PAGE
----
But then again, is blending all of these things together hindering Noodle.mx from being the top for any of the niche terms? It may be easier to get theRamenNoodle.com associated with clean comedy than it would be for Noodle.mx to be associated with clean comedy, Christian movie reviews, how to podcast, Audacity, and more. And would I have to totally split the domains in order to benefit from this? That is, theRamenNoodle.com versus cleancomedypodcast.com/.

Permissions and WordPress Multisite

Right now, Noodle.mx is running a single-site edition of WordPress—the same that most of you would run. However, there is another way to run WordPress called Multisite, which allows for a single admin interface, single installation, but each subsite is treated as its own site and its own administrators, but I would have a global administration.

WordPress Multisite makes it easy for separate subsites to use their own themes (as opposed to customizing every WordPress template file for each category, which is possible but cumbersome), have their own set of plugins, and no crossover between subsite admins.

WordPress Multisite can run the separate blogs through either a single domain or separate domains through virtualization. So even if each podcast stays on its own domain, there would be a single admin for Noodle.mx and all of its subsites.

What do you think?

In short, the three options are as follows:

  1. Maintain all podcasts as categories on a single site: noodle.mx, theaudacitytopodcast.com/, etc.
  2. Split sites into separate domains with separate visual themes: theRamenNoodle.com, TheAudacitytoPodcast.com, etc.
  3. Switch to a hybrid using WordPress Multisite. URLs would still be theaudacitytopodcast.com, and such, but each podcast's pages would look like totally separate sites while still being on Noodle.mx.

You're probably not experienced with WordPress Multisite, or that comfortable with all of the technical aspects of running WordPress. That's okay because I want your feedback as a user. What's easiest for you? What makes the most sense to you? What frustrates you about one method or the other?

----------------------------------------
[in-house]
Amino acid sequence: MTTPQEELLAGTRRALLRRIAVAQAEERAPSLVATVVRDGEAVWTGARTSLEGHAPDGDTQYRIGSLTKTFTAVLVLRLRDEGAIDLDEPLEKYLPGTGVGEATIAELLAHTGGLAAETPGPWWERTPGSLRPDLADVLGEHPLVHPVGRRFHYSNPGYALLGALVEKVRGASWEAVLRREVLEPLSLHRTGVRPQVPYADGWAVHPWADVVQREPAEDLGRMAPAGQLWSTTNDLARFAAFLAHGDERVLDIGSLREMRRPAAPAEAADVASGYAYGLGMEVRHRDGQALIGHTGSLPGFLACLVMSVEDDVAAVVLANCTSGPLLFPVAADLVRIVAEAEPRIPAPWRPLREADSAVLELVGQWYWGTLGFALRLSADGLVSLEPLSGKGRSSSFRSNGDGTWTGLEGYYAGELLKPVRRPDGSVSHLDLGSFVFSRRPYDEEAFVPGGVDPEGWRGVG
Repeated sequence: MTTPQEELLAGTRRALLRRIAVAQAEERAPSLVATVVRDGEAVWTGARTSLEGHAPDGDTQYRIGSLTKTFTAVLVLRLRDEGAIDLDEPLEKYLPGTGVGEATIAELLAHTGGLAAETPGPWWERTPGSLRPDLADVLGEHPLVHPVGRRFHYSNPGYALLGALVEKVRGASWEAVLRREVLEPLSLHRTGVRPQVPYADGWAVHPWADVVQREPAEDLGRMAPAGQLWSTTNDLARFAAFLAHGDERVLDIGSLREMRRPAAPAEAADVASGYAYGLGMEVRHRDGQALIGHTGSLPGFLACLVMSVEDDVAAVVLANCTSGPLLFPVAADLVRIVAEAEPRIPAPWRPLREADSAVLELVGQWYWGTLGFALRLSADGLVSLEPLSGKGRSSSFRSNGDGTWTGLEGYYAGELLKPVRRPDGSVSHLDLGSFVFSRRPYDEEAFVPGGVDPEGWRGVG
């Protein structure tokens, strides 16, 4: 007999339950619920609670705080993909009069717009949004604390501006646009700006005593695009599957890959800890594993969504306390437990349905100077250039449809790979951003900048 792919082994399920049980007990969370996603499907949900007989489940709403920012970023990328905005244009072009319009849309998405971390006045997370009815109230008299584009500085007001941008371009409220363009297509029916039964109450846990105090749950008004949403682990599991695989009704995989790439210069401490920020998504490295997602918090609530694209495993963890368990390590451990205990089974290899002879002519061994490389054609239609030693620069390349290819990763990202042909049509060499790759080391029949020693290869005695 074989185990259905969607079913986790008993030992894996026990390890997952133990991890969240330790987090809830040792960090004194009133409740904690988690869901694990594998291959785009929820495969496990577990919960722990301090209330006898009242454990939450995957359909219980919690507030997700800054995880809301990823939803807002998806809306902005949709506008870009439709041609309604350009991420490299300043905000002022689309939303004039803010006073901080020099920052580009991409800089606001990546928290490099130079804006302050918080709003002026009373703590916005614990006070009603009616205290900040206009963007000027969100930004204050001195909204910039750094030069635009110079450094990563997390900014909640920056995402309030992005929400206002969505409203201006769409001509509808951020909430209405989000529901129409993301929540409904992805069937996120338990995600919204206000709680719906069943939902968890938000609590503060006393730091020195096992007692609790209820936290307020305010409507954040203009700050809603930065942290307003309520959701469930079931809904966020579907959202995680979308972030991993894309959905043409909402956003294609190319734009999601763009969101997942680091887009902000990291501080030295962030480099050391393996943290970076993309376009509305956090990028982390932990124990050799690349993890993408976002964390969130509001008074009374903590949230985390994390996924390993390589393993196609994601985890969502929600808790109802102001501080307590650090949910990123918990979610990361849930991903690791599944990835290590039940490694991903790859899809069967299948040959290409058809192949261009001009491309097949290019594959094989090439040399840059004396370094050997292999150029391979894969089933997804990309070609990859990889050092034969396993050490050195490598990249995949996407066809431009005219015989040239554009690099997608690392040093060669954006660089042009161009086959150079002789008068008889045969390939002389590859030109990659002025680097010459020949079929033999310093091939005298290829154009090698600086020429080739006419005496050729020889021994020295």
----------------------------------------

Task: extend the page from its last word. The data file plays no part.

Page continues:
About the Author
As an award-winning podcaster, Daniel J. Lewis gives you the guts and teaches you the tools to launch and improve your own podcasts for sharing your passions and finding success. Daniel creates resources for podcasters, such as the SEO for Podcasters and Zoom H6 for Podcasters courses, the Social Subscribe & Follow Icons plugin for WordPress, the My Podcast Reviews global-review aggregator, and the Podcasters' Society membership for podcasters. As a recognized authority and influencer in the podcasting industry, Daniel speaks on podcasting and hosts his own podcast about how to podcast. Daniel's other podcasts, a clean-comedy podcast, and the #1 unofficial podcast for ABC's hit drama Once Upon a Time, have also been nominated for multiple awards. Daniel and his son live near Cincinnati.
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Lin Pearson
11 years ago

You said: "Each of our podcasts has their own visual theme and may have need for unique, relevant content in the sidebar and footer. " Yes. For me as a user, I don't think it matters how you do this – separate domains and installations, or multi installation in WP.